It is a simple enough question to many. What should we teach a child? What the child is supposed to learn at that age, right?

If they are 5, teach them numbers, if they are 10, begin with fractions, and no don’t start off with calculus until they are 16! This is saying that every single human being is the same. That he or she should be studying something specific at a particular age; nothing more and nothing less.


Can what is to be studied be determined by age alone? Why do you think the age factor has come to dictate what is taught? (Note that I am not saying ‘dictate what is ‘learnt’’ because learning happens at its own pace whether or not you teach.)

Could it be because the demand was greater than the suppliers of information (in this case, teachers)? If so, we are in luck because information of all kinds is now easily accessible, at least in urban settings. It shouldn’t be too long before the rest of the world gets access to the same. 

Could the culprit then be the industrial age? Well, if it is, then it’s high time that we moved on from the concept of age-based teaching because duh…we have moved on from the industrial age, haven’t we?

Could it be the need for equal opportunity for all? Good point! How come then there is no equal opportunity when it comes to employment? Oh! And wait a minute. Does this also apply to dance and sports and art and music and everything? No? Then why only academics? 

Now, in the grip of the pandemic, the world is pushed to change. When the mode of education is changing why shouldn’t we change our perspective from ‘what should I teach,’ to ‘what does the child want to learn?’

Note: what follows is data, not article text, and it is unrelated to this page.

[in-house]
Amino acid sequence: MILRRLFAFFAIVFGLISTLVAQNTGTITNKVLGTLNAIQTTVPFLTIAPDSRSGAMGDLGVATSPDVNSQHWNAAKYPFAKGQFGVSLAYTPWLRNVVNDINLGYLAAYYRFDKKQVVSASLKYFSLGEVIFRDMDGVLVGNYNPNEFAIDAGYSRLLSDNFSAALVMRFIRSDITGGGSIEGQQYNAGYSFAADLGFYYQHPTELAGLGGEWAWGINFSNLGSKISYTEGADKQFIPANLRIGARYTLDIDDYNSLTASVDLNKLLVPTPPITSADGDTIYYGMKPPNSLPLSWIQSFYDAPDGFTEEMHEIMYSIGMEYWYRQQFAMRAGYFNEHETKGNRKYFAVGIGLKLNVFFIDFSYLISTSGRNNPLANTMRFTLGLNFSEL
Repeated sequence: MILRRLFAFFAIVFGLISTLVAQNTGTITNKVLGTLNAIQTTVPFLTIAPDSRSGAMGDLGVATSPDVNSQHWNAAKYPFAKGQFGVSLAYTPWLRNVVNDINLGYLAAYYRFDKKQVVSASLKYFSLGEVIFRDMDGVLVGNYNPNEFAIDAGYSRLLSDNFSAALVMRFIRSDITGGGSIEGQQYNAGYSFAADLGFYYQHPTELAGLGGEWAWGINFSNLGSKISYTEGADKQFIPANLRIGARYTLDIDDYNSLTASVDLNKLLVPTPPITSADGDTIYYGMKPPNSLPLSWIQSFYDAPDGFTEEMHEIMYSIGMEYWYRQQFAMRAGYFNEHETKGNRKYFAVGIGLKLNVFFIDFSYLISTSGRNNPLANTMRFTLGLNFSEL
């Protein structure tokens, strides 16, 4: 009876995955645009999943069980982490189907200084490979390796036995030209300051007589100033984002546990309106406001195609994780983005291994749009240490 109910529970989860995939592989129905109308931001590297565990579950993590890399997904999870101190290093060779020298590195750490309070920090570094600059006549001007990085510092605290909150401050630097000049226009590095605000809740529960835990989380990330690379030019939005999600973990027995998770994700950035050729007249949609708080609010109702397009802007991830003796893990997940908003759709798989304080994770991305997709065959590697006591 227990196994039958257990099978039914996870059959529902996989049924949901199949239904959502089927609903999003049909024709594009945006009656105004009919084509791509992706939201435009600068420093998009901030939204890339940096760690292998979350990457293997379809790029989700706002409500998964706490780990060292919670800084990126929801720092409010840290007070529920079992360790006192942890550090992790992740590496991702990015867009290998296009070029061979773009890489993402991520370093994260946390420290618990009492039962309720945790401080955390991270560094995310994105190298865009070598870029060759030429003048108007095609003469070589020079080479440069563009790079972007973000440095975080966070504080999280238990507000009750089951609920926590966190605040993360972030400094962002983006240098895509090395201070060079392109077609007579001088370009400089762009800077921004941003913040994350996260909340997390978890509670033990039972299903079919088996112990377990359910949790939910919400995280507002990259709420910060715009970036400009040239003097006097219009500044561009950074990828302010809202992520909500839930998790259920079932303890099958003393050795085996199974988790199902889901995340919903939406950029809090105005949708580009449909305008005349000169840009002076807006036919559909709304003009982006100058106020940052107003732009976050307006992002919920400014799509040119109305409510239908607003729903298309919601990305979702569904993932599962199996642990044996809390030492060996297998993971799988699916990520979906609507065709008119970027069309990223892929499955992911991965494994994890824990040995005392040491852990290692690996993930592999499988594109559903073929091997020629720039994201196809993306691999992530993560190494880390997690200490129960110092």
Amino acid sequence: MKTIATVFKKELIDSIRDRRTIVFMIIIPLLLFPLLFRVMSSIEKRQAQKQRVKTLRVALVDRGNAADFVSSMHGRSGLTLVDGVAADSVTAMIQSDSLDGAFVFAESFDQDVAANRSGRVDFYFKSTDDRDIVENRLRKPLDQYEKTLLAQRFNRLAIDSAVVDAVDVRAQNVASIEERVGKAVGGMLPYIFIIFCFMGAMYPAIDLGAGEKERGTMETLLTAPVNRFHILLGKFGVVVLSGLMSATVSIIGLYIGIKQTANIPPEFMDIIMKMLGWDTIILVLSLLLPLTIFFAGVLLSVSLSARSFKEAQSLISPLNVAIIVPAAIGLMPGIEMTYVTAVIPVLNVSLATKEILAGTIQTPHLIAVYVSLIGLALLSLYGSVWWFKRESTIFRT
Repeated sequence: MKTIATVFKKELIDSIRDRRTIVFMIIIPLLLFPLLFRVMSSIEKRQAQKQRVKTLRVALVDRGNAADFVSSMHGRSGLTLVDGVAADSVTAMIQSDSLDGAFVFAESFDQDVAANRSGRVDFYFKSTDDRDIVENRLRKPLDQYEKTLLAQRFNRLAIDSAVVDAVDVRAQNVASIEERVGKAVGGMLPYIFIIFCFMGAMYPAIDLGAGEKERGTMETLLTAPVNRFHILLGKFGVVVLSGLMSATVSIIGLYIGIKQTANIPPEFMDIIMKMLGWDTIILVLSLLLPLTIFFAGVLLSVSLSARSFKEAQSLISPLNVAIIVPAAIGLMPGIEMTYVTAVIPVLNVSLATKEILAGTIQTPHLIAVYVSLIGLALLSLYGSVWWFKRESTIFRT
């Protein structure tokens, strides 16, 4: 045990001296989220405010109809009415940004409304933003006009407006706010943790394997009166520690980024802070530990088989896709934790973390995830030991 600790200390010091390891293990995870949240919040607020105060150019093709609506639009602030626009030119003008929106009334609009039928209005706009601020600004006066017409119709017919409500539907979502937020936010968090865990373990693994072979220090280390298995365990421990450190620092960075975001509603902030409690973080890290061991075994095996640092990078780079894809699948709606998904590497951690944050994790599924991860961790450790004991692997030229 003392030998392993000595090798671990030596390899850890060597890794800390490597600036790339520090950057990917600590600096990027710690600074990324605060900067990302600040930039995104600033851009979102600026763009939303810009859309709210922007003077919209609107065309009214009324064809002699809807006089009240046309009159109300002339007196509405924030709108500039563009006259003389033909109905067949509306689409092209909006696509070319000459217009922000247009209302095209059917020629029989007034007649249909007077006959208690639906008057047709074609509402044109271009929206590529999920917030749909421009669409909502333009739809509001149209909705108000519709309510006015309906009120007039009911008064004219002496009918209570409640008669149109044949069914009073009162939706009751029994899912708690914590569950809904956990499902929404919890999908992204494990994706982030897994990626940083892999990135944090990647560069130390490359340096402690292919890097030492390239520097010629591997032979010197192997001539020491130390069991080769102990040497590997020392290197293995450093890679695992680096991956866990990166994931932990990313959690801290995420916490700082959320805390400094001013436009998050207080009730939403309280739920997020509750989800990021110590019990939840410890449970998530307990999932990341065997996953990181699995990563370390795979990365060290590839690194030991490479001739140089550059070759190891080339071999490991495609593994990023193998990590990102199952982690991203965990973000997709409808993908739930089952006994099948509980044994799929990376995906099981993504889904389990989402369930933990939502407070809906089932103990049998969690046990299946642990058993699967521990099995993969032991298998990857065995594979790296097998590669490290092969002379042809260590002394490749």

• Esai

    Really true:) we should not teach them, but we can plan exposures for them, we can direct them instead of teach them

  • Purnima Jha

    It is so true! There is so much obsession around what should I teach my child that we tend to forget about what the child actually need or want.

    As a parent, we want to give our best to our child. Time to question whether our best is actually best for our child.

  • Anuradha

    If parents’ perspective changes from ‘what the school taught’, to ‘what the child learnt’, the schools will also change. Syllabus completion is the only factor for school. I finished my lesson is the only factor for the teacher. Is the child getting good grades is the only factor for the parents. ( Good grades happen with learning but most often it happens because of exact reproduction without learning.) In all this the child and his learning is left in the lurch. Now with the pandemic there is some realisation that syllabus completion is not above the child’s learning. So parents look for the learning in the child and schools will change.

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